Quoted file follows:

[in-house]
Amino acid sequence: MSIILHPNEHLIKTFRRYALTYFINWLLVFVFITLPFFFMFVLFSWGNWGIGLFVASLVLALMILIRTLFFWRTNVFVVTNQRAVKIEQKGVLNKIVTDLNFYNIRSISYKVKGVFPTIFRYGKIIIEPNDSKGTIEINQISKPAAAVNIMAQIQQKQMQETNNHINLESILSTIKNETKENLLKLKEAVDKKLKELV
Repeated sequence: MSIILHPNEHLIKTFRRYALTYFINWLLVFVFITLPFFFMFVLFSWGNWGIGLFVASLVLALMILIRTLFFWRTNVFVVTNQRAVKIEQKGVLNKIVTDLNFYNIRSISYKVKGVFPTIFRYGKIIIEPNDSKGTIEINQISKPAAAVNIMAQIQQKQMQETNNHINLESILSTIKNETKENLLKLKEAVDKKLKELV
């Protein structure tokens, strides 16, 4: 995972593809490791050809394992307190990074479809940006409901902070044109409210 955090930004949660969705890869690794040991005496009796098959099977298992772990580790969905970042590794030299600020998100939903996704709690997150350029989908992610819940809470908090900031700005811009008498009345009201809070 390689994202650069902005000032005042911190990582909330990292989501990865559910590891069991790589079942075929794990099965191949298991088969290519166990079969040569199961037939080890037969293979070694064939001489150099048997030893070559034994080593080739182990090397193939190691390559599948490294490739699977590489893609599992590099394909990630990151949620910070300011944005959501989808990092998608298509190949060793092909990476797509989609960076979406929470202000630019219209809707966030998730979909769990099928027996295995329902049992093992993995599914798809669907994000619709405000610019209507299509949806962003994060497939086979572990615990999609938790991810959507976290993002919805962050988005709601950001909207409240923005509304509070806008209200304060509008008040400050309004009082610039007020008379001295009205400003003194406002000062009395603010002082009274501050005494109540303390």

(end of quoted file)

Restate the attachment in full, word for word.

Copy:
[in-house]
Amino acid sequence: MSIILHPNEHLIKTFRRYALTYFINWLLVFVFITLPFFFMFVLFSWGNWGIGLFVASLVLALMILIRTLFFWRTNVFVVTNQRAVKIEQKGVLNKIVTDLNFYNIRSISYKVKGVFPTIFRYGKIIIEPNDSKGTIEINQISKPAAAVNIMAQIQQKQMQETNNHINLESILSTIKNETKENLLKLKEAVDKKLKELV
Repeated sequence: MSIILHPNEHLIKTFRRYALTYFINWLLVFVFITLPFFFMFVLFSWGNWGIGLFVASLVLALMILIRTLFFWRTNVFVVTNQRAVKIEQKGVLNKIVTDLNFYNIRSISYKVKGVFPTIFRYGKIIIEPNDSKGTIEINQISKPAAAVNIMAQIQQKQMQETNNHINLESILSTIKNETKENLLKLKEAVDKKLKELV
């Protein structure tokens, strides 16, 4: 995972593809490791050809394992307190990074479809940006409901902070044109409210 955090930004949660969705890869690794040991005496009796098959099977298992772990580790969905970042590794030299600020998100939903996704709690997150350029989908992610819940809470908090900031700005811009008498009345009201809070 390689994202650069902005000032005042911190990582909330990292989501990865559910590891069991790589079942075929794990099965191949298991088969290519166990079969040569199961037939080890037969293979070694064939001489150099048997030893070559034994080593080739182990090397193939190691390559599948490294490739699977590489893609599992590099394909990630990151949620910070300011944005959501989808990092998608298509190949060793092909990476797509989609960076979406929470202000630019219209809707966030998730979909769990099928027996295995329902049992093992993995599914798809669907994000619709405000610019209507299509949806962003994060497939086979572990615990999609938790991810959507976290993002919805962050988005709601950001909207409240923005509304509070806008209200304060509008008040400050309004009082610039007020008379001295009205400003003194406002000062009395603010002082009274501050005494109540303390």